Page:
By keeping the mass of housing 10 and its associated parts as low as reasonable, it is possible to minimize thermal inertia in establishing and maintaining the desired temperature, temperature so as to achieve equilibrium within several minutes of a lamp power change when the delivery expectations of the ozone generator is varied.
The regulation of ozone pressure is achieved by either using a constant flow rate and constant delivery tubing lengths or by placing a back pressure regulator downstream of the ozone generator, an orifice upstream of the ozone generator and a pressure regulator ahead of that orifice, further upstream thereby to control source airflow rate through the ozone generator.
By utilizing state of the art closed loop heater control circuits, closed loop lamp intensity control circuits, cyclonic flow within the ozone generator and appropriate pressure regulation and back pressure control, it is possible to achieve substantially constant ozone flow once the desired concentration has been decided upon. Similarly, in an effort to minimize the effects of varying source air temperature, an air preheater is provided to further enhance the dependability of the apparatus.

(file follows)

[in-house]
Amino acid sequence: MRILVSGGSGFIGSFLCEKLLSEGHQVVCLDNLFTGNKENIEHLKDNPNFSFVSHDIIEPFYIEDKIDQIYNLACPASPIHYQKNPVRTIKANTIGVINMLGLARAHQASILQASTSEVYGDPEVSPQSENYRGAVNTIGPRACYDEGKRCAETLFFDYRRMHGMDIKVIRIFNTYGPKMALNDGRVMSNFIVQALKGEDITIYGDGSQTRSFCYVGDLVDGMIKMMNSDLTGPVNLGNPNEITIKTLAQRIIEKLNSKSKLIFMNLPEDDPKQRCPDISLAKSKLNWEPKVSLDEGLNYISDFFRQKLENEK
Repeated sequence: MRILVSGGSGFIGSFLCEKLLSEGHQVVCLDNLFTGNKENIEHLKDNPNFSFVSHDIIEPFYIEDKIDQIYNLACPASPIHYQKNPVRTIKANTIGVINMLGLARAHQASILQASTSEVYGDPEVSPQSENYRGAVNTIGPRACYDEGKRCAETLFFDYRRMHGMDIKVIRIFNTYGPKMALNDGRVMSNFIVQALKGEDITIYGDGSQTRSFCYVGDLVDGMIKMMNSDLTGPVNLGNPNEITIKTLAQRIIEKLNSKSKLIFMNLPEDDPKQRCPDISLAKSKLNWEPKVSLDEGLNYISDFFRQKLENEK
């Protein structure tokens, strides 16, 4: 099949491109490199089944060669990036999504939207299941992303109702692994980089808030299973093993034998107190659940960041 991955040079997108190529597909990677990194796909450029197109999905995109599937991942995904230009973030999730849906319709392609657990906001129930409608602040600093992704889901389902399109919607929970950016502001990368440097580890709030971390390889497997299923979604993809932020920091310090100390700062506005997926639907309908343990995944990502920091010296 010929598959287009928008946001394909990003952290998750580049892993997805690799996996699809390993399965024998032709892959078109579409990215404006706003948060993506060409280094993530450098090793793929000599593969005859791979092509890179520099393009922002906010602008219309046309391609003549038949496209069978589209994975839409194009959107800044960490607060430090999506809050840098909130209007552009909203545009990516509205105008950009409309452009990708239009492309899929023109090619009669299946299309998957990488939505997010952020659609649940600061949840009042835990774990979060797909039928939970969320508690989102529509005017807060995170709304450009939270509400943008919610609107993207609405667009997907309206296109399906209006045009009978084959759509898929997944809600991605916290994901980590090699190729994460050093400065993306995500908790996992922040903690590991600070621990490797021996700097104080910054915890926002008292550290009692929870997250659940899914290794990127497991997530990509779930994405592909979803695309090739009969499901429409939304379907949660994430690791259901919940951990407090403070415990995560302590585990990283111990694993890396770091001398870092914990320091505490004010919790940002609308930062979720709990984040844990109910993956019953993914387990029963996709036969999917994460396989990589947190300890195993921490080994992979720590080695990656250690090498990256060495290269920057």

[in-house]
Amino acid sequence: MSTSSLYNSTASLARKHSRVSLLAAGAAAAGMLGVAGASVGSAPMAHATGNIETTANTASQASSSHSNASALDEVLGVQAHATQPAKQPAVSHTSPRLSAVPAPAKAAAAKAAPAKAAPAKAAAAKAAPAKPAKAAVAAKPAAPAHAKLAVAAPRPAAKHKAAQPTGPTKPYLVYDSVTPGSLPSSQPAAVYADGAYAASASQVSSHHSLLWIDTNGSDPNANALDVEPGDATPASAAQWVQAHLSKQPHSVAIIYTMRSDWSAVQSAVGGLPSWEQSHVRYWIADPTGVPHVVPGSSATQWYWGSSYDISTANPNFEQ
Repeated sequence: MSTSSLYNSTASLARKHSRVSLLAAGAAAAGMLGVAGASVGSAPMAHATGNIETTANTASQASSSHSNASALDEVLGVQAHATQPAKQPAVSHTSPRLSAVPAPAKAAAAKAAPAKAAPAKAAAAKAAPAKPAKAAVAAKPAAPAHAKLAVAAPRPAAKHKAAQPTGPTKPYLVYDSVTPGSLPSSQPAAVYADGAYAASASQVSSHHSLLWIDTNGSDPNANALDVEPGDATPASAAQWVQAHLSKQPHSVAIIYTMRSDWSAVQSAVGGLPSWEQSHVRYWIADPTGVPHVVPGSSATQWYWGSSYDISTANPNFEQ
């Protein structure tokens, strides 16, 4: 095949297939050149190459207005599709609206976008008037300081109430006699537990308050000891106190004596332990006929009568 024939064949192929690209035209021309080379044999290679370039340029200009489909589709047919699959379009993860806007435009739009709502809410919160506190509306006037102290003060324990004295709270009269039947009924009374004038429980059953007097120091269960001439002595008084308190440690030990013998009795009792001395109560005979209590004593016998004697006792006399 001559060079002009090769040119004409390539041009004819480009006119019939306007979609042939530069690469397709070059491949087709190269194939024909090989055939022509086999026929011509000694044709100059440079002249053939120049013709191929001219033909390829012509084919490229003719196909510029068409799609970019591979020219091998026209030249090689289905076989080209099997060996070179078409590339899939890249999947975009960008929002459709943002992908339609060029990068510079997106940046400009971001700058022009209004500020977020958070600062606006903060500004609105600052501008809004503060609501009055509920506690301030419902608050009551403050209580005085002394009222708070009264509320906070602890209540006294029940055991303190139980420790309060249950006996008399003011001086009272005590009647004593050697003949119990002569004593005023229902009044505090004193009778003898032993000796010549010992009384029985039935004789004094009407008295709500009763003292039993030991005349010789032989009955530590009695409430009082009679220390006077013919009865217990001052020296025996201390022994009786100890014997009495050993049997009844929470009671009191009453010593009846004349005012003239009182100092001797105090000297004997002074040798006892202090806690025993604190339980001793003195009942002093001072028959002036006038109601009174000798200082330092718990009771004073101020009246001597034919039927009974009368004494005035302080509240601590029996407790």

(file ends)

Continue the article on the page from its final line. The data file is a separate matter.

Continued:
It is believed that one of significant features of the present apparatus is the provision of cyclonic air flow around the ultraviolet lamp. Additionally, the provision of specific heat control, pressure controls and lamp intensity controls are all intended to provide an ozone generator meeting the objects of the invention.
Although this invention has been illustrated and described with respect to exemplary embodiments thereof, it should be understood by those skilled in the art that various changes, omissions and additions may be made without departing from the spirit and scope of the invention.
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|U.S. Classification||422/186.3, 422/186.07|
|International Classification||B01J19/12, C01B13/10|
|Cooperative Classification||B01J19/123, C01B13/10|
|European Classification||B01J19/12D2, C01B13/10|
|Mar 23, 1994||AS||Assignment|
Owner name: ENVIRONICS INC., CONNECTICUT
Free format text: ASSIGNMENT OF ASSIGNORS INTEREST;ASSIGNOR:TAYLOR, BRIAN B.;REEL/FRAME:006912/0074
Effective date: 19930607
|Oct 2, 1995||AS||Assignment|
Owner name: CONNECTICUT INNOVATIONS, INC., CONNECTICUT
Free format text: ASSIGNMENT OF ASSIGNORS INTEREST;ASSIGNOR:ENVIRONICS, INC.;REEL/FRAME:007656/0340
Effective date: 19950928
|Dec 24, 1997||FPAY||Fee payment|
Year of fee payment: 4
|Jan 2, 2002||FPAY||Fee payment|
Year of fee payment: 8
|Dec 9, 2005||FPAY||Fee payment|
Year of fee payment: 12